It’s interview season. Congratulations to everyone who has received an offer to interview, and good luck to all those who are aspiring to apply in coming years!
We frequently receive questions about how the portfolio upload works with the virtual interviews. As of 2019, the Royal College have moved specialty national recruitment into a fully online format. Previously, you lugged a physical portfolio with you to your interview, but mirroring the virtual interviews, portfolio upload has also become virtual.
For those who are applying next year, hopefully some of these details are especially helpful in keeping in mind. Here are 5 mistakes to avoid with your portfolio upload.
1 – Making it hard for the examiner to give you the mark.
The examiners marking your portfolios have to go through a large number of them with limited time. You want to make it as easy as possible for them to award you the marks you deserve. In the online evidence upload portal, you tag the piece of evidence (a PNG, JPG or PDF) file.
Whilst this is all pretty self-explanatory, the key here is to match as closely as possible the words and phrases used in the actual portfolio specification.
An example is instead of including:
- “A presentation titled : “Surgical preferences of trainees” at the 2019 RCOPhth Congress”
It would be much better to say:
- “National Oral Presentation, First Author: Surgical Preferences of Trainees.””
This clearly puts you in the “2 points” bracket as per the severn deanery page.
2 – Making it unclear if the evidence is legit.
Whilst the “Evidence title” gives some indication as to what they should be marking you for, examiners will be looking at the piece of evidence to satisfy themselves that you deserve the mark.
As an example, lets say you’ve got candidate A and candidate B, they both co-author and self-publish an Amazon e-book on 100 SBA’s for the Duke Elder Examination.
- Candidate A just takes a screenshot of the Amazon page for the book as evidence
- Candidate B has a signed, headed letter from their educational supervisor confirming that candidate B was involved in writing, publishing this book, and that it’s a legitimate book that exists.
My bet is that Candidate B is relying a lot less on a kind examiner to give them the benefit of the doubt!
Whilst you can never be 100% sure that evidence is accepted, there are ways to make sure your efforts count. As a principle, if you’re unsure, it’s worth considering drafting a letter for someone who can verify that you’ve done what you’ve said you’ve done. Go the extra mild to remove any doubt that you haven’t done the work. Most consultants are very helpful especially when you explain what you need a letter for.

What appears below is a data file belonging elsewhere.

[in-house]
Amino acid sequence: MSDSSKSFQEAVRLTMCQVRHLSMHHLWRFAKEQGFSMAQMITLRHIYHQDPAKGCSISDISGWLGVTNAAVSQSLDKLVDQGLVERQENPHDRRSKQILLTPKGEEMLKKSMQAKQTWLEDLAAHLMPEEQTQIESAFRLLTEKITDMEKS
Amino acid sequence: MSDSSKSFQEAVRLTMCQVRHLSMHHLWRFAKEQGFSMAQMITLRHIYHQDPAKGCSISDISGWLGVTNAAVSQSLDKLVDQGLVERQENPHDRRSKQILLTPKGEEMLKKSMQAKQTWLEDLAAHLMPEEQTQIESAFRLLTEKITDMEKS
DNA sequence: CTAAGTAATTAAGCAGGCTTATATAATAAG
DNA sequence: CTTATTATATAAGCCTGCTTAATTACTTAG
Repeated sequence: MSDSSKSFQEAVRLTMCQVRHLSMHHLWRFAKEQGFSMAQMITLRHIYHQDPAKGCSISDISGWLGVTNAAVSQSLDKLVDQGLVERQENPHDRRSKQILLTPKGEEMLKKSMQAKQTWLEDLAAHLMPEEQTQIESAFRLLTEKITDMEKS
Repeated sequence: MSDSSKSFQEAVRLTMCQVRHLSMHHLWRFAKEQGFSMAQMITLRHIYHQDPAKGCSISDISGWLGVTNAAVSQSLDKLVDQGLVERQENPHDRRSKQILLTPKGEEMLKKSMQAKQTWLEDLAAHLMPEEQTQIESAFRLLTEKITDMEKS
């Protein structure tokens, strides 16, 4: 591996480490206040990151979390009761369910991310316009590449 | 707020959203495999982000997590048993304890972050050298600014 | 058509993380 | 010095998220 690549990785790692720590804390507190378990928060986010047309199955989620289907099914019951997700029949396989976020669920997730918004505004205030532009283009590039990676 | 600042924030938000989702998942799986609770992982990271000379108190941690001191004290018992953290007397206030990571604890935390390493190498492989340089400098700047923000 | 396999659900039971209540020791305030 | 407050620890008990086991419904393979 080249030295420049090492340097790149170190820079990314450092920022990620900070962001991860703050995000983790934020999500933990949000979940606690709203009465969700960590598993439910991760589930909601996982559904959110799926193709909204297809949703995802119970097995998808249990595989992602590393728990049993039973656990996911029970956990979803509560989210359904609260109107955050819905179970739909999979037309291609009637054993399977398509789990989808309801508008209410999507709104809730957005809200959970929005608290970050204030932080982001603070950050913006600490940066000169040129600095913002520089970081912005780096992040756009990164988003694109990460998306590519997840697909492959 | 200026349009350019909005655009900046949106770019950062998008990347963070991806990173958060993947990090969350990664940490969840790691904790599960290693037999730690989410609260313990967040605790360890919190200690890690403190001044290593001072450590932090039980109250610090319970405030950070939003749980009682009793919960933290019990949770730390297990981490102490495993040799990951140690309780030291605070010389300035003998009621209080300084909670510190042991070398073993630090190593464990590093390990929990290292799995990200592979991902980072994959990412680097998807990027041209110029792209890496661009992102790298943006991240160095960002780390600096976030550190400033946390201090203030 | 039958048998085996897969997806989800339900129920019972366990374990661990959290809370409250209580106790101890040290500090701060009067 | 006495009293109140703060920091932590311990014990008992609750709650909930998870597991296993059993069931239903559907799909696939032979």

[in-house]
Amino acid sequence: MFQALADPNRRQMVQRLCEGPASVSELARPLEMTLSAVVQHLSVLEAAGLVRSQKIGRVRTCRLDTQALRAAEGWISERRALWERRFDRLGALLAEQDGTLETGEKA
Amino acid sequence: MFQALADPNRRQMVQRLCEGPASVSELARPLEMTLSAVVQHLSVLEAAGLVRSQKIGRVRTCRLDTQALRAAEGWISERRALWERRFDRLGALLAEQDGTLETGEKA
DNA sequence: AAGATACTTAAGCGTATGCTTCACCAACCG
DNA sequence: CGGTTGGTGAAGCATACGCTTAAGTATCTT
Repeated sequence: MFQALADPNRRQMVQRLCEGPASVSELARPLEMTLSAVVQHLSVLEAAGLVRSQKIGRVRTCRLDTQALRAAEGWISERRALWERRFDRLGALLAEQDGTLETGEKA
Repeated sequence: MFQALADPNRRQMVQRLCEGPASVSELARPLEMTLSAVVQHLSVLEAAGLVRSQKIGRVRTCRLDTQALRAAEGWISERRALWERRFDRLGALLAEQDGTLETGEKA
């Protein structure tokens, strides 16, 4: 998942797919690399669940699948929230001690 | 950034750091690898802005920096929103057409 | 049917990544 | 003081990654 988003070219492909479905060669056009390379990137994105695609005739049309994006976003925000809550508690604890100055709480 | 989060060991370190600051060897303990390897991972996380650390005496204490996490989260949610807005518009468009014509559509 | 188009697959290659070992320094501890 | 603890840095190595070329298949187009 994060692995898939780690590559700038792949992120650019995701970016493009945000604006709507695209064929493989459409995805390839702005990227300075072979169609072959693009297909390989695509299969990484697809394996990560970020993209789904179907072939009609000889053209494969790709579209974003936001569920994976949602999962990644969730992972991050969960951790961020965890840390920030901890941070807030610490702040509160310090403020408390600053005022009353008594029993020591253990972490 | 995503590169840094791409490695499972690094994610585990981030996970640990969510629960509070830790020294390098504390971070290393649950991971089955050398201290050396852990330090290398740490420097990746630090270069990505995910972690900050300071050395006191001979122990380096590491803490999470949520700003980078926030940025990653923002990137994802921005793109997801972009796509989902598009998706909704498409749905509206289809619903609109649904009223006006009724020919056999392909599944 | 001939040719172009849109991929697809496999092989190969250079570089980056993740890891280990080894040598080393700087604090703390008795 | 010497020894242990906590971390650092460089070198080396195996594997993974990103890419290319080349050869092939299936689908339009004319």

3 – Not being clear what points you deserve.
Similar to point 1 – This is especially pertinent for the commitment to specialty section. You may for example, have done an impressive ophthalmology elective + project which was later published as non-peer reviewed research.
For the purposes of this portfolio, you should consider separating out pieces of evidence to make sure you get the points for each one.
In this case, attending a meeting where you’ve already said you’ve presented a poster needs to be separately mentioned as sections could be marked individually. This sometimes means you may repeat one piece of evidence (e.g. a letter from a supervisor saying you’ve attended and presented at a conference) in two sections, but it makes it easier to know for the marker that you deserve points for both.
4 – Leaving it to the last minute.
When the interviews were in Bristol, your portfolio only needed to be completed by the date and time of your actual interview. This is no longer the case, with uploads closing up to 3 weeks before the interview date.
This year the interview dates were the 11th of March 2022 with the closing date for portfolio upload being the 14th of February 2021. The portal opened up only 10 days before the deadline (4th of February) and so if you are only starting to get your evidence together, it’s far too late!
So our advice for anyone applying in subsequent years is don’t leave it to the last minute! it takes a surprising amount of time to get your evidence together.
5 – Not being familiar with the interface, missing documents.
Whilst we don’t know how these portfolios look like when reviewed by examiners, we do know what the upload interface looks like.
It’s all quite self explanatory, but it helps to know what the upload interface looks like.
Be very careful when reviewing what you have uploaded, we recommend creating a checklist and a “Table of contents” either in google sheets. Make sure everything you want uploaded is there, and view each piece that it’s formatted and renders correctly.
A common mistake is forgetting to upload publications proforma. We know at least 2 or 3 candidates who lost out on a number of points because they had forgotten to fill this out.
6 – Stressing out and losing sight of the bigger picture.
People forget that the portfolio only is one piece of the puzzle in your application for ophthalmology. In a way, it is good that the date cuts-off 3 weeks before the interviews. We all know many applicants who stretched themselves too thin between the portfolio, interview prep, and work, and it didn’t give them the best chance to perform well during their interviews.
Also realise that it’s probably not healthy to obsess over points you haven’t got now. The top scoring candidate in 2019 didn’t even sit the Duke Elder exam as an undergraduate. Most people do not get anywhere near full marks on the portfolio, so do your best, and put your best foot forward, but remember that there are more things in life than maxing out on your points!
A disclaimer is that this advice is based off experience of speaking to many successful trainees, and our own experience of getting in. Your mileage may vary.